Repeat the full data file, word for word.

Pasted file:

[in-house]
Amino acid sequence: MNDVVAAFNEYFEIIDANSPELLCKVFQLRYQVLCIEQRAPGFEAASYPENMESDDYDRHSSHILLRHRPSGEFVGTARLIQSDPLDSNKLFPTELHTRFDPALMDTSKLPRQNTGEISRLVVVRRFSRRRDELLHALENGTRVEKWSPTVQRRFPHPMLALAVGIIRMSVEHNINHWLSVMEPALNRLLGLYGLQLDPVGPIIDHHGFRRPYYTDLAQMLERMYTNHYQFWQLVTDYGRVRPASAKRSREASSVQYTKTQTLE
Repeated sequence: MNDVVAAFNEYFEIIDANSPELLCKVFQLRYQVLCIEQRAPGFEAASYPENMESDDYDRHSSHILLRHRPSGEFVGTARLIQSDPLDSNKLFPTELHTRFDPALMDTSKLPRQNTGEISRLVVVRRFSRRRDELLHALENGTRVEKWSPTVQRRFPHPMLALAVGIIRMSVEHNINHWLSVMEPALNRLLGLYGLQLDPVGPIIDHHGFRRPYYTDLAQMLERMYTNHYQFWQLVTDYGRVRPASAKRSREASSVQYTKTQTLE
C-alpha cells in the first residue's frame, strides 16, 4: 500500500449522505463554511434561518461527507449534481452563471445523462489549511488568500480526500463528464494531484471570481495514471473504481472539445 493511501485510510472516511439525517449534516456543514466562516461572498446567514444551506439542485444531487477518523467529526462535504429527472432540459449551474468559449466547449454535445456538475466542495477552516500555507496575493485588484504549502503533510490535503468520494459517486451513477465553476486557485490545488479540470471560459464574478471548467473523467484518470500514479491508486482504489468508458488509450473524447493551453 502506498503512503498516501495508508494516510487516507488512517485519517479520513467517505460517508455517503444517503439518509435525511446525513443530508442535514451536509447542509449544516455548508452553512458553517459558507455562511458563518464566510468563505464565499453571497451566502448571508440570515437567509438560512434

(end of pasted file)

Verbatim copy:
[in-house]
Amino acid sequence: MNDVVAAFNEYFEIIDANSPELLCKVFQLRYQVLCIEQRAPGFEAASYPENMESDDYDRHSSHILLRHRPSGEFVGTARLIQSDPLDSNKLFPTELHTRFDPALMDTSKLPRQNTGEISRLVVVRRFSRRRDELLHALENGTRVEKWSPTVQRRFPHPMLALAVGIIRMSVEHNINHWLSVMEPALNRLLGLYGLQLDPVGPIIDHHGFRRPYYTDLAQMLERMYTNHYQFWQLVTDYGRVRPASAKRSREASSVQYTKTQTLE
Repeated sequence: MNDVVAAFNEYFEIIDANSPELLCKVFQLRYQVLCIEQRAPGFEAASYPENMESDDYDRHSSHILLRHRPSGEFVGTARLIQSDPLDSNKLFPTELHTRFDPALMDTSKLPRQNTGEISRLVVVRRFSRRRDELLHALENGTRVEKWSPTVQRRFPHPMLALAVGIIRMSVEHNINHWLSVMEPALNRLLGLYGLQLDPVGPIIDHHGFRRPYYTDLAQMLERMYTNHYQFWQLVTDYGRVRPASAKRSREASSVQYTKTQTLE
C-alpha cells in the first residue's frame, strides 16, 4: 500500500449522505463554511434561518461527507449534481452563471445523462489549511488568500480526500463528464494531484471570481495514471473504481472539445 493511501485510510472516511439525517449534516456543514466562516461572498446567514444551506439542485444531487477518523467529526462535504429527472432540459449551474468559449466547449454535445456538475466542495477552516500555507496575493485588484504549502503533510490535503468520494459517486451513477465553476486557485490545488479540470471560459464574478471548467473523467484518470500514479491508486482504489468508458488509450473524447493551453 502506498503512503498516501495508508494516510487516507488512517485519517479520513467517505460517508455517503444517503439518509435525511446525513443530508442535514451536509447542509449544516455548508452553512458553517459558507455562511458563518464566510468563505464565499453571497451566502448571508440570515437567509438560512434